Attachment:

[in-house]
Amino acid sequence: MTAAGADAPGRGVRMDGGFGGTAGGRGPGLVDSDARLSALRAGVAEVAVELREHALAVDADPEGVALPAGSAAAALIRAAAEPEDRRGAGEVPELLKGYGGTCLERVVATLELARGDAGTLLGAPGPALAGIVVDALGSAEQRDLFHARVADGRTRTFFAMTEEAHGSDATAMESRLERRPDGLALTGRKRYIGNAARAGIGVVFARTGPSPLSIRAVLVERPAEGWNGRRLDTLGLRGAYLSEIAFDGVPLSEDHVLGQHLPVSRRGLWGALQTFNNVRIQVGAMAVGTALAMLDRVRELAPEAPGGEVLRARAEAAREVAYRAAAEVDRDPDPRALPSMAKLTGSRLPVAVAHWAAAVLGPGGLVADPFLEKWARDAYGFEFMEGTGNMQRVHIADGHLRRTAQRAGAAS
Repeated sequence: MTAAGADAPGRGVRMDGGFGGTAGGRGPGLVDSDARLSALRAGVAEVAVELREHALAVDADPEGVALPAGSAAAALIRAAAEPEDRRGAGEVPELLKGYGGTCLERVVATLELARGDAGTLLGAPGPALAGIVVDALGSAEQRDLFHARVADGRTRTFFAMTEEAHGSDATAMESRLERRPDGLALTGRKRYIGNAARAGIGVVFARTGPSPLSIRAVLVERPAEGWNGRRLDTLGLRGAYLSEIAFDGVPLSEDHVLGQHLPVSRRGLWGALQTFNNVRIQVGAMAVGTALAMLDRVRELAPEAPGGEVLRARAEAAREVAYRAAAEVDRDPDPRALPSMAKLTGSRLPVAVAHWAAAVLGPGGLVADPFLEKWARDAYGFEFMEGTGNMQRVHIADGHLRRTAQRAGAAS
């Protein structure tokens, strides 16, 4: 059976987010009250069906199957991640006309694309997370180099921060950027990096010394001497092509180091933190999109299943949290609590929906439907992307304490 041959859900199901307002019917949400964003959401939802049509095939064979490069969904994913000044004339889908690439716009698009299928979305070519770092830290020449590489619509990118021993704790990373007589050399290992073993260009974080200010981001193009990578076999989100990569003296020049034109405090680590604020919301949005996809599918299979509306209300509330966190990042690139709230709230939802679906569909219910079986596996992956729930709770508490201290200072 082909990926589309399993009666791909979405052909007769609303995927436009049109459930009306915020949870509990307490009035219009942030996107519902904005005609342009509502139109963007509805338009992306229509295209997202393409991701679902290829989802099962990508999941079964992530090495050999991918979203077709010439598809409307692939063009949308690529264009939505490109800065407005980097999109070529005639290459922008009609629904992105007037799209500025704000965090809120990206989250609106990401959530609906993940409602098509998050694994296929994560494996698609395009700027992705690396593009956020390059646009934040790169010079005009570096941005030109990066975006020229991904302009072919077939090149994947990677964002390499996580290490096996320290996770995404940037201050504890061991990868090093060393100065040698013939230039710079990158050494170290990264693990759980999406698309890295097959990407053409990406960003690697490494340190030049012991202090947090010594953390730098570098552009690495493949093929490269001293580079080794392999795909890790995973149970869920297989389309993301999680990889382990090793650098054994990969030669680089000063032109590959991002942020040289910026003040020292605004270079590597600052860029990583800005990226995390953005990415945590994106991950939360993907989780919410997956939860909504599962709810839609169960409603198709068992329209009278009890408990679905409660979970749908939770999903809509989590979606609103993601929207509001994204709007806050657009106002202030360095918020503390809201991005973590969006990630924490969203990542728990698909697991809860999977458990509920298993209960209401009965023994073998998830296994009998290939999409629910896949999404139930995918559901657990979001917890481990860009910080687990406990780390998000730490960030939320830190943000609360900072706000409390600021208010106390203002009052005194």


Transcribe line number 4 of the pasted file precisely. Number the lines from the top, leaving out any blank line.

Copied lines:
């Protein structure tokens, strides 16, 4: 059976987010009250069906199957991640006309694309997370180099921060950027990096010394001497092509180091933190999109299943949290609590929906439907992307304490 041959859900199901307002019917949400964003959401939802049509095939064979490069969904994913000044004339889908690439716009698009299928979305070519770092830290020449590489619509990118021993704790990373007589050399290992073993260009974080200010981001193009990578076999989100990569003296020049034109405090680590604020919301949005996809599918299979509306209300509330966190990042690139709230709230939802679906569909219910079986596996992956729930709770508490201290200072 082909990926589309399993009666791909979405052909007769609303995927436009049109459930009306915020949870509990307490009035219009942030996107519902904005005609342009509502139109963007509805338009992306229509295209997202393409991701679902290829989802099962990508999941079964992530090495050999991918979203077709010439598809409307692939063009949308690529264009939505490109800065407005980097999109070529005639290459922008009609629904992105007037799209500025704000965090809120990206989250609106990401959530609906993940409602098509998050694994296929994560494996698609395009700027992705690396593009956020390059646009934040790169010079005009570096941005030109990066975006020229991904302009072919077939090149994947990677964002390499996580290490096996320290996770995404940037201050504890061991990868090093060393100065040698013939230039710079990158050494170290990264693990759980999406698309890295097959990407053409990406960003690697490494340190030049012991202090947090010594953390730098570098552009690495493949093929490269001293580079080794392999795909890790995973149970869920297989389309993301999680990889382990090793650098054994990969030669680089000063032109590959991002942020040289910026003040020292605004270079590597600052860029990583800005990226995390953005990415945590994106991950939360993907989780919410997956939860909504599962709810839609169960409603198709068992329209009278009890408990679905409660979970749908939770999903809509989590979606609103993601929207509001994204709007806050657009106002202030360095918020503390809201991005973590969006990630924490969203990542728990698909697991809860999977458990509920298993209960209401009965023994073998998830296994009998290939999409629910896949999404139930995918559901657990979001917890481990860009910080687990406990780390998000730490960030939320830190943000609360900072706000409390600021208010106390203002009052005194």